A brief look at the Streets
The streets that I have chosen to look at are in Hull’s old town, at the top of Whitefriargate. The streets are part of Hull’s old town, and contain a variety of styles of architecture, which are in use as a large a variety of shops, pubs, restaurants, and clubs. Silver Street contains the entrance to the Trinity Market, which contains a large variety of small shops, and food vendors. A second entrance is located on Trinity House Lane, and a third on Market Place. The indoor market has a large decorative facade on Silver Street. The streets of the area are all narrow, and the buildings quite tall, and close together. Many of the buildings down Trinity house lane have been modernised, and contain clubs and other food outlets.
During the daytime, the area is fairly central to many large institutions, including Market Place, which is home to many solicitors and other large businesses, Parliament street, and The Guildhall. These places all contain many people that will visit the shops down these streets to get something to eat during their lunch hours, such as the William Wilberforce, or Bob Carver’s fish and chip shop.
During the night time, I imagine that Silver Street and Trinity House Lane would be significantly busier than during the day. There is a club on the corner of Trinity House Lane and Whitefriargate, and both streets contain several old pubs. The Land of Green Ginger has a single old pub down it, but does contain a road with plenty of parking spaces, which would be perfect for car and taxi-parking. Trinity Market is closed during the evenings and night.
Currently, the area is not easily reachable by many forms of transport. Silver street and the Land of Green Ginger are not very wide, and the parking spaces down both roads are frequently full, making the road very awkward for cars, and completely un-navigable for buses or lorries. Trinity House lane is accessible by car, but has no road, and is consistently full of people, so is awkward to navigate.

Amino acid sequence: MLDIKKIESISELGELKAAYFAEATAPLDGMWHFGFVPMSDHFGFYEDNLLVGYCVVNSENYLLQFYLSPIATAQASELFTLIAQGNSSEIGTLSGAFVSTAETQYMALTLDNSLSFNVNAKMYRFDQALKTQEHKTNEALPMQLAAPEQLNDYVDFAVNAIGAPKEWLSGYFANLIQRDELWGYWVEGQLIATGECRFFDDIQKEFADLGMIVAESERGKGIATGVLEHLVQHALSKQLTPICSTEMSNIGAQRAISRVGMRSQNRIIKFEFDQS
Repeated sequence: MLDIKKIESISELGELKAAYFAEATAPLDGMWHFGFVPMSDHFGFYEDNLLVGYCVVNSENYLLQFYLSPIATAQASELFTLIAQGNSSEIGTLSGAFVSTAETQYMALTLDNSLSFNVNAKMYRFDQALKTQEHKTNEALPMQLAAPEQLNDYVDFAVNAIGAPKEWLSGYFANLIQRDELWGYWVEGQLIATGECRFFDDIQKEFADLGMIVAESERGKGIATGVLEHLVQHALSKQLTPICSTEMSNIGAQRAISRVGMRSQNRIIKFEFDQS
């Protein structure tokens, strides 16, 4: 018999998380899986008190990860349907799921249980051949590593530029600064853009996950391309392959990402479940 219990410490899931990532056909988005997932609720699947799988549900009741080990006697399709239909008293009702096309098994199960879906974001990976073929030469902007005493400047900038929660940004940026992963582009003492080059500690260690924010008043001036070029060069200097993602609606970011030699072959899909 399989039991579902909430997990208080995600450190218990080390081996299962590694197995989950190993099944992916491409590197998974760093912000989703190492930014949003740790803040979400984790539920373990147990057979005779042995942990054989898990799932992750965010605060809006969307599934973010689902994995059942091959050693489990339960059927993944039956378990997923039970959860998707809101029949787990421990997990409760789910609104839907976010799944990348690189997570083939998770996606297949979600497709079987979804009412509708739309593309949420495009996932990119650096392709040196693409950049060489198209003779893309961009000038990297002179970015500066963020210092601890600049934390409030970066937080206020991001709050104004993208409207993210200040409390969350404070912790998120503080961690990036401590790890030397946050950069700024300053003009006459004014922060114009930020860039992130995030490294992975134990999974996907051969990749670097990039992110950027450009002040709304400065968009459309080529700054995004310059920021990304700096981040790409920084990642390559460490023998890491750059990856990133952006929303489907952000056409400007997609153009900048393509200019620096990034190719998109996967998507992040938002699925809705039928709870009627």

I have several favourite parts of the area. My first is the Silver street entrance to Hepworth Arcade. The arcade has a large Edwardian facade that ascends three floors, constructed of stone and wood. I like architectural style, and the fact that it it highly decorative and ornate. The colour of the arcade also stands out from the rest of the street, as the black and white paint of the facade is a contrast from the other stone buildings of the street. I also like The Kingston pub on the corner of Trinity House lane and North Church Side. The double aspect exterior is highly decorated, and rendered in pastel blue and white, with plenty of carved featured on the outside of the building.
The streets are narrow, and all the buildings have several floors. In gameplay terms, this would mean that a lot of close quarters combat would take place, but there are several positions where heavy weapons or snipers could take position, in order to harass hostiles. The streets would not be wide enough for large or long vehicles, meaning that combatants would have to dismount and make their way around on foot, without the protection of their vehicle.
This is a panoramic image that I created using photographs that I took, and the automate function in Adobe Photoshop. The image is of the junction where all three of the streets that I am doing meet.
ed. Allison, K. J. (1969) A History of the County of York East Riding: Volume 1, the City of Kingston Upon Hull, 1st edition, London: Victoria County History [online] Available from: http://www.british-history.ac.uk/vch/yorks/east/vol1/pp11-85 [Accessed: 18 March 2016]
Lambert, T. (2016) A History of Hull [online] Available from: http://www.localhistories.org/hull.html [Accessed: 18th March 2016]
Hull Daily Mail (2015) How did The Land of Green Ginger get its name? [online] Available from: http://www.hulldailymail.co.uk/did-Land-Green-Ginger/story-27997531-detail/story.html [Accessed: 18th March 2016]